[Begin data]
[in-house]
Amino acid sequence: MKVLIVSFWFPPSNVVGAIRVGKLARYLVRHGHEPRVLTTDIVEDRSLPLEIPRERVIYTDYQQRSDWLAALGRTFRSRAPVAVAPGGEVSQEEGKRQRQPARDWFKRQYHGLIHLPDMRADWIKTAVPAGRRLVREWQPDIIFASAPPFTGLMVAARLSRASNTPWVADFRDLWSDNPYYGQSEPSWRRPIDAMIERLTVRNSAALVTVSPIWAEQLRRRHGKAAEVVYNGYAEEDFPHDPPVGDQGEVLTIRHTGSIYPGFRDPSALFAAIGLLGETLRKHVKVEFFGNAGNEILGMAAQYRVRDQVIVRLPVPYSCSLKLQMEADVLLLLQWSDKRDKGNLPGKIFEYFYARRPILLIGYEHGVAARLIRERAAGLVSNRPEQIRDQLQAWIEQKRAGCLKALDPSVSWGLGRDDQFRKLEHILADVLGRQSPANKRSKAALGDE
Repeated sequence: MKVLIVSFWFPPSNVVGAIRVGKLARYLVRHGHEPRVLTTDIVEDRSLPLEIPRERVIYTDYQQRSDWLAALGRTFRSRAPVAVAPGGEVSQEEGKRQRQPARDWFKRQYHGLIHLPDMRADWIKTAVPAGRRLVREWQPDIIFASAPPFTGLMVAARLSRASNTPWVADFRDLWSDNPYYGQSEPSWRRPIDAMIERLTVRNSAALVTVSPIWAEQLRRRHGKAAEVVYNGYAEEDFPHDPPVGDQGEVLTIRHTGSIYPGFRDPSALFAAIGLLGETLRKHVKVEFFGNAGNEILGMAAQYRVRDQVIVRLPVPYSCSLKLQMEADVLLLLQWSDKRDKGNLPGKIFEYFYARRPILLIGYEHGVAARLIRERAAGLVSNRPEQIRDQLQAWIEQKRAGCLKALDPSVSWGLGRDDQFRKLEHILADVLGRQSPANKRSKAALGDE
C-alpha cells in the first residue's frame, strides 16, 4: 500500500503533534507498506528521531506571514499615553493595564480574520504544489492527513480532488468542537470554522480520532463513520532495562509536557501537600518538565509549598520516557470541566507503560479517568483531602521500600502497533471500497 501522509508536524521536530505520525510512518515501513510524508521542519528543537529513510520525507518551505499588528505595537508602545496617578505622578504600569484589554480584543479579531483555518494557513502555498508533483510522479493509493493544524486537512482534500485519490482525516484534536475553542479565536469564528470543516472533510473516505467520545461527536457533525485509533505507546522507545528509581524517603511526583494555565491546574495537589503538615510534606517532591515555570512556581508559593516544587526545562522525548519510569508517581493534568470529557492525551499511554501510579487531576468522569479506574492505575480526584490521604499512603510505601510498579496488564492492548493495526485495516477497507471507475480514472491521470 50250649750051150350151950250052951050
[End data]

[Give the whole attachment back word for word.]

[in-house]
Amino acid sequence: MKVLIVSFWFPPSNVVGAIRVGKLARYLVRHGHEPRVLTTDIVEDRSLPLEIPRERVIYTDYQQRSDWLAALGRTFRSRAPVAVAPGGEVSQEEGKRQRQPARDWFKRQYHGLIHLPDMRADWIKTAVPAGRRLVREWQPDIIFASAPPFTGLMVAARLSRASNTPWVADFRDLWSDNPYYGQSEPSWRRPIDAMIERLTVRNSAALVTVSPIWAEQLRRRHGKAAEVVYNGYAEEDFPHDPPVGDQGEVLTIRHTGSIYPGFRDPSALFAAIGLLGETLRKHVKVEFFGNAGNEILGMAAQYRVRDQVIVRLPVPYSCSLKLQMEADVLLLLQWSDKRDKGNLPGKIFEYFYARRPILLIGYEHGVAARLIRERAAGLVSNRPEQIRDQLQAWIEQKRAGCLKALDPSVSWGLGRDDQFRKLEHILADVLGRQSPANKRSKAALGDE
Repeated sequence: MKVLIVSFWFPPSNVVGAIRVGKLARYLVRHGHEPRVLTTDIVEDRSLPLEIPRERVIYTDYQQRSDWLAALGRTFRSRAPVAVAPGGEVSQEEGKRQRQPARDWFKRQYHGLIHLPDMRADWIKTAVPAGRRLVREWQPDIIFASAPPFTGLMVAARLSRASNTPWVADFRDLWSDNPYYGQSEPSWRRPIDAMIERLTVRNSAALVTVSPIWAEQLRRRHGKAAEVVYNGYAEEDFPHDPPVGDQGEVLTIRHTGSIYPGFRDPSALFAAIGLLGETLRKHVKVEFFGNAGNEILGMAAQYRVRDQVIVRLPVPYSCSLKLQMEADVLLLLQWSDKRDKGNLPGKIFEYFYARRPILLIGYEHGVAARLIRERAAGLVSNRPEQIRDQLQAWIEQKRAGCLKALDPSVSWGLGRDDQFRKLEHILADVLGRQSPANKRSKAALGDE
C-alpha cells in the first residue's frame, strides 16, 4: 500500500503533534507498506528521531506571514499615553493595564480574520504544489492527513480532488468542537470554522480520532463513520532495562509536557501537600518538565509549598520516557470541566507503560479517568483531602521500600502497533471500497 501522509508536524521536530505520525510512518515501513510524508521542519528543537529513510520525507518551505499588528505595537508602545496617578505622578504600569484589554480584543479579531483555518494557513502555498508533483510522479493509493493544524486537512482534500485519490482525516484534536475553542479565536469564528470543516472533510473516505467520545461527536457533525485509533505507546522507545528509581524517603511526583494555565491546574495537589503538615510534606517532591515555570512556581508559593516544587526545562522525548519510569508517581493534568470529557492525551499511554501510579487531576468522569479506574492505575480526584490521604499512603510505601510498579496488564492492548493495526485495516477497507471507475480514472491521470 50250649750051150350151950250052951050